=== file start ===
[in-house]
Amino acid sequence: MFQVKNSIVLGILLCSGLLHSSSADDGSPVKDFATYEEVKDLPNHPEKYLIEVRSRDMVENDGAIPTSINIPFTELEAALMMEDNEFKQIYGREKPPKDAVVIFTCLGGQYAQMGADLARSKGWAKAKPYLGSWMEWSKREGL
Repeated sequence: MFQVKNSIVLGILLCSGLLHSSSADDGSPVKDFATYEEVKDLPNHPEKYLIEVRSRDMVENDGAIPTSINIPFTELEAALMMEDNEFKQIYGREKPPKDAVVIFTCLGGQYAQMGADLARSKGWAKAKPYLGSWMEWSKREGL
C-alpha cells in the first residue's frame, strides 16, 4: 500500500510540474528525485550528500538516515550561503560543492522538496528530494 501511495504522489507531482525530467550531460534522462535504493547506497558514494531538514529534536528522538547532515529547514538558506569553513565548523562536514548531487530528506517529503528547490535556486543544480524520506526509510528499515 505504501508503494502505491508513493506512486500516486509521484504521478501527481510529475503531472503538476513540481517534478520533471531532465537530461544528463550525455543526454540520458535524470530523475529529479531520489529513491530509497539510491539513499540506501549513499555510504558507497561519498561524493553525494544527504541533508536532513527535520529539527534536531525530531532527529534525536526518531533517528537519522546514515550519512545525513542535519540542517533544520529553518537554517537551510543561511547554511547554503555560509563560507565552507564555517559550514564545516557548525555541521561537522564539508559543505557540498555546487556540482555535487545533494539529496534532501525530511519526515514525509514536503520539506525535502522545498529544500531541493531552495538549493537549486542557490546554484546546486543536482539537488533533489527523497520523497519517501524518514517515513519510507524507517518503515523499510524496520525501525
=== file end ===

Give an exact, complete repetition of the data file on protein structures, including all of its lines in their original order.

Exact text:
[in-house]
Amino acid sequence: MFQVKNSIVLGILLCSGLLHSSSADDGSPVKDFATYEEVKDLPNHPEKYLIEVRSRDMVENDGAIPTSINIPFTELEAALMMEDNEFKQIYGREKPPKDAVVIFTCLGGQYAQMGADLARSKGWAKAKPYLGSWMEWSKREGL
Repeated sequence: MFQVKNSIVLGILLCSGLLHSSSADDGSPVKDFATYEEVKDLPNHPEKYLIEVRSRDMVENDGAIPTSINIPFTELEAALMMEDNEFKQIYGREKPPKDAVVIFTCLGGQYAQMGADLARSKGWAKAKPYLGSWMEWSKREGL
C-alpha cells in the first residue's frame, strides 16, 4: 500500500510540474528525485550528500538516515550561503560543492522538496528530494 501511495504522489507531482525530467550531460534522462535504493547506497558514494531538514529534536528522538547532515529547514538558506569553513565548523562536514548531487530528506517529503528547490535556486543544480524520506526509510528499515 505504501508503494502505491508513493506512486500516486509521484504521478501527481510529475503531472503538476513540481517534478520533471531532465537530461544528463550525455543526454540520458535524470530523475529529479531520489529513491530509497539510491539513499540506501549513499555510504558507497561519498561524493553525494544527504541533508536532513527535520529539527534536531525530531532527529534525536526518531533517528537519522546514515550519512545525513542535519540542517533544520529553518537554517537551510543561511547554511547554503555560509563560507565552507564555517559550514564545516557548525555541521561537522564539508559543505557540498555546487556540482555535487545533494539529496534532501525530511519526515514525509514536503520539506525535502522545498529544500531541493531552495538549493537549486542557490546554484546546486543536482539537488533533489527523497520523497519517501524518514517515513519510507524507517518503515523499510524496520525501525